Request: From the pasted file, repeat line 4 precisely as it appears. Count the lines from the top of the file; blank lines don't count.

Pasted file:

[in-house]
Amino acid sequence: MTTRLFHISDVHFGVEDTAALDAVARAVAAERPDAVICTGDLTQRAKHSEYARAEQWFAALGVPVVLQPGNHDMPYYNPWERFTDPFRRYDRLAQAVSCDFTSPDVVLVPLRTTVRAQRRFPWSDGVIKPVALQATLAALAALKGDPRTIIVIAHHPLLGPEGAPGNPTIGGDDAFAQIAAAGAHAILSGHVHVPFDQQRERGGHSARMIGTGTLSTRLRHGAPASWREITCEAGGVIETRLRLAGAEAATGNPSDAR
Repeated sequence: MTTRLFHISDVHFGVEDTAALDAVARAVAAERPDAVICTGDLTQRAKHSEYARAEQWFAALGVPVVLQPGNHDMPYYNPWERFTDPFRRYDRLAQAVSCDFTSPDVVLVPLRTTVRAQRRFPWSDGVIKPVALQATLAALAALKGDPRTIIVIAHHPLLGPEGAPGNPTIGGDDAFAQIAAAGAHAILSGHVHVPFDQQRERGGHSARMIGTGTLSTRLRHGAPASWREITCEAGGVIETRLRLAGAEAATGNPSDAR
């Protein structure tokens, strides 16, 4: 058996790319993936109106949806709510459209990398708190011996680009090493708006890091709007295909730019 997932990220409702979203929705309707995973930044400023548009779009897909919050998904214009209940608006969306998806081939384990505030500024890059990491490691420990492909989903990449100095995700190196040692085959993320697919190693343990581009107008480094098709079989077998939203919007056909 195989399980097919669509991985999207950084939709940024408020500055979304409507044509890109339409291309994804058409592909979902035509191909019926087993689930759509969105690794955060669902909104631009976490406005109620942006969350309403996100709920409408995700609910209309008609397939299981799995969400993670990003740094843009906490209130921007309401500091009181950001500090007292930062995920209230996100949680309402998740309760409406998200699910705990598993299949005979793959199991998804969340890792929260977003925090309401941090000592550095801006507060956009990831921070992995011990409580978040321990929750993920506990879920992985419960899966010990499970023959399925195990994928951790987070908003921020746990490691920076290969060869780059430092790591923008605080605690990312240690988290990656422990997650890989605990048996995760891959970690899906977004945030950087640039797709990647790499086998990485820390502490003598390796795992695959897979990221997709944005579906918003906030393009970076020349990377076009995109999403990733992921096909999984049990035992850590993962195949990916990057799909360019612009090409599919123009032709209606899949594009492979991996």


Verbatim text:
């Protein structure tokens, strides 16, 4: 058996790319993936109106949806709510459209990398708190011996680009090493708006890091709007295909730019 997932990220409702979203929705309707995973930044400023548009779009897909919050998904214009209940608006969306998806081939384990505030500024890059990491490691420990492909989903990449100095995700190196040692085959993320697919190693343990581009107008480094098709079989077998939203919007056909 195989399980097919669509991985999207950084939709940024408020500055979304409507044509890109339409291309994804058409592909979902035509191909019926087993689930759509969105690794955060669902909104631009976490406005109620942006969350309403996100709920409408995700609910209309008609397939299981799995969400993670990003740094843009906490209130921007309401500091009181950001500090007292930062995920209230996100949680309402998740309760409406998200699910705990598993299949005979793959199991998804969340890792929260977003925090309401941090000592550095801006507060956009990831921070992995011990409580978040321990929750993920506990879920992985419960899966010990499970023959399925195990994928951790987070908003921020746990490691920076290969060869780059430092790591923008605080605690990312240690988290990656422990997650890989605990048996995760891959970690899906977004945030950087640039797709990647790499086998990485820390502490003598390796795992695959897979990221997709944005579906918003906030393009970076020349990377076009995109999403990733992921096909999984049990035992850590993962195949990916990057799909360019612009090409599919123009032709209606899949594009492979991996």